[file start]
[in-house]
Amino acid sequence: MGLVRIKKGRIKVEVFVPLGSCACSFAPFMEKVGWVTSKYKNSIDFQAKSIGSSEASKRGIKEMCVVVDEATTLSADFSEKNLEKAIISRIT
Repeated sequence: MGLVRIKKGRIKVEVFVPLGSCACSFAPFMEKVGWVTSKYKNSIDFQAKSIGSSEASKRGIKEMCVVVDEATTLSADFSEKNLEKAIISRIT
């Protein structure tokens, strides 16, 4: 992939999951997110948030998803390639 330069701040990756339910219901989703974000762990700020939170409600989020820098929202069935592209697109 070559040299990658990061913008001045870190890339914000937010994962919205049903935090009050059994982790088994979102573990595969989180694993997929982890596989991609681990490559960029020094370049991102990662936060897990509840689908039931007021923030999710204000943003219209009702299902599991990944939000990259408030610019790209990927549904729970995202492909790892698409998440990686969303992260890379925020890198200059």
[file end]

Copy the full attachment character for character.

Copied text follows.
[in-house]
Amino acid sequence: MGLVRIKKGRIKVEVFVPLGSCACSFAPFMEKVGWVTSKYKNSIDFQAKSIGSSEASKRGIKEMCVVVDEATTLSADFSEKNLEKAIISRIT
Repeated sequence: MGLVRIKKGRIKVEVFVPLGSCACSFAPFMEKVGWVTSKYKNSIDFQAKSIGSSEASKRGIKEMCVVVDEATTLSADFSEKNLEKAIISRIT
């Protein structure tokens, strides 16, 4: 992939999951997110948030998803390639 330069701040990756339910219901989703974000762990700020939170409600989020820098929202069935592209697109 070559040299990658990061913008001045870190890339914000937010994962919205049903935090009050059994982790088994979102573990595969989180694993997929982890596989991609681990490559960029020094370049991102990662936060897990509840689908039931007021923030999710204000943003219209009702299902599991990944939000990259408030610019790209990927549904729970995202492909790892698409998440990686969303992260890379925020890198200059």